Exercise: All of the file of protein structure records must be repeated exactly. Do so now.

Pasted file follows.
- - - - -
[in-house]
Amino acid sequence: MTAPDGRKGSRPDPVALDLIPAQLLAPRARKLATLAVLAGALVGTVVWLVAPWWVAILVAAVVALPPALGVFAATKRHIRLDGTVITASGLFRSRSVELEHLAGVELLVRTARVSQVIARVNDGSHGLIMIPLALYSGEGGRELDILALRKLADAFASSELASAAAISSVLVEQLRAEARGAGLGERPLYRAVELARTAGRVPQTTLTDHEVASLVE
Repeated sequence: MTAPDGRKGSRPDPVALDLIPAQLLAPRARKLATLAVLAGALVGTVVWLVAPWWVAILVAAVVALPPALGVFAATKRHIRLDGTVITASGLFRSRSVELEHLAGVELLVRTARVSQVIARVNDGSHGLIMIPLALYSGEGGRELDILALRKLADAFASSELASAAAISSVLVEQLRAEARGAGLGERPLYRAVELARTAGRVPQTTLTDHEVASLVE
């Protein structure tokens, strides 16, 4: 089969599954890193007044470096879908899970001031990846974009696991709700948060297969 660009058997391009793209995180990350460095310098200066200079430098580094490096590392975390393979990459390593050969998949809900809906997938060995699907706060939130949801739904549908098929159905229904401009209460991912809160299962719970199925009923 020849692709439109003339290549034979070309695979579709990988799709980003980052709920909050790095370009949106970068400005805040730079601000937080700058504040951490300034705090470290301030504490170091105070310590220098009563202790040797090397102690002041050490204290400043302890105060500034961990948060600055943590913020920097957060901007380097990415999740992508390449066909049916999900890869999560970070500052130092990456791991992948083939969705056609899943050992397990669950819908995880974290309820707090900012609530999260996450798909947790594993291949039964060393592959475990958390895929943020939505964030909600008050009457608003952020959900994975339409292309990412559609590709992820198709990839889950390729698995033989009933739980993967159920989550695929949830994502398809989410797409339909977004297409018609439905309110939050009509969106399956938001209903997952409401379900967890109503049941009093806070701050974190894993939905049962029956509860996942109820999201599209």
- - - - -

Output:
[in-house]
Amino acid sequence: MTAPDGRKGSRPDPVALDLIPAQLLAPRARKLATLAVLAGALVGTVVWLVAPWWVAILVAAVVALPPALGVFAATKRHIRLDGTVITASGLFRSRSVELEHLAGVELLVRTARVSQVIARVNDGSHGLIMIPLALYSGEGGRELDILALRKLADAFASSELASAAAISSVLVEQLRAEARGAGLGERPLYRAVELARTAGRVPQTTLTDHEVASLVE
Repeated sequence: MTAPDGRKGSRPDPVALDLIPAQLLAPRARKLATLAVLAGALVGTVVWLVAPWWVAILVAAVVALPPALGVFAATKRHIRLDGTVITASGLFRSRSVELEHLAGVELLVRTARVSQVIARVNDGSHGLIMIPLALYSGEGGRELDILALRKLADAFASSELASAAAISSVLVEQLRAEARGAGLGERPLYRAVELARTAGRVPQTTLTDHEVASLVE
């Protein structure tokens, strides 16, 4: 089969599954890193007044470096879908899970001031990846974009696991709700948060297969 660009058997391009793209995180990350460095310098200066200079430098580094490096590392975390393979990459390593050969998949809900809906997938060995699907706060939130949801739904549908098929159905229904401009209460991912809160299962719970199925009923 020849692709439109003339290549034979070309695979579709990988799709980003980052709920909050790095370009949106970068400005805040730079601000937080700058504040951490300034705090470290301030504490170091105070310590220098009563202790040797090397102690002041050490204290400043302890105060500034961990948060600055943590913020920097957060901007380097990415999740992508390449066909049916999900890869999560970070500052130092990456791991992948083939969705056609899943050992397990669950819908995880974290309820707090900012609530999260996450798909947790594993291949039964060393592959475990958390895929943020939505964030909600008050009457608003952020959900994975339409292309990412559609590709992820198709990839889950390729698995033989009933739980993967159920989550695929949830994502398809989410797409339909977004297409018609439905309110939050009509969106399956938001209903997952409401379900967890109503049941009093806070701050974190894993939905049962029956509860996942109820999201599209």